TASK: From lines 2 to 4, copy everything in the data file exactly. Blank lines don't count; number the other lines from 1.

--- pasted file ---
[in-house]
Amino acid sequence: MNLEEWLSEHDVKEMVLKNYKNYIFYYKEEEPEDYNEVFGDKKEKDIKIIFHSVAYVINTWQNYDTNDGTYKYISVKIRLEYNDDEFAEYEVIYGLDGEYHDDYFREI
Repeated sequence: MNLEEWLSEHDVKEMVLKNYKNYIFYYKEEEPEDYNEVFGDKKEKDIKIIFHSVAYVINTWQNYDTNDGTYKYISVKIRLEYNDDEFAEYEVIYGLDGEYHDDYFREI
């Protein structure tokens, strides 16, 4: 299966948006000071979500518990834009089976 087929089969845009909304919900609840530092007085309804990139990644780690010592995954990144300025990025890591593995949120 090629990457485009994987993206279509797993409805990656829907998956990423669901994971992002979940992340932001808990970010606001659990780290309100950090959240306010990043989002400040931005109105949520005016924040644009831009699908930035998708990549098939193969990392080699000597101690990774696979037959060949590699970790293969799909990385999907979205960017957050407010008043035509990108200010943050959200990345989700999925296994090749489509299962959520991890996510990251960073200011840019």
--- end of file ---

Amino acid sequence: MNLEEWLSEHDVKEMVLKNYKNYIFYYKEEEPEDYNEVFGDKKEKDIKIIFHSVAYVINTWQNYDTNDGTYKYISVKIRLEYNDDEFAEYEVIYGLDGEYHDDYFREI
Repeated sequence: MNLEEWLSEHDVKEMVLKNYKNYIFYYKEEEPEDYNEVFGDKKEKDIKIIFHSVAYVINTWQNYDTNDGTYKYISVKIRLEYNDDEFAEYEVIYGLDGEYHDDYFREI
């Protein structure tokens, strides 16, 4: 299966948006000071979500518990834009089976 087929089969845009909304919900609840530092007085309804990139990644780690010592995954990144300025990025890591593995949120 090629990457485009994987993206279509797993409805990656829907998956990423669901994971992002979940992340932001808990970010606001659990780290309100950090959240306010990043989002400040931005109105949520005016924040644009831009699908930035998708990549098939193969990392080699000597101690990774696979037959060949590699970790293969799909990385999907979205960017957050407010008043035509990108200010943050959200990345989700999925296994090749489509299962959520991890996510990251960073200011840019």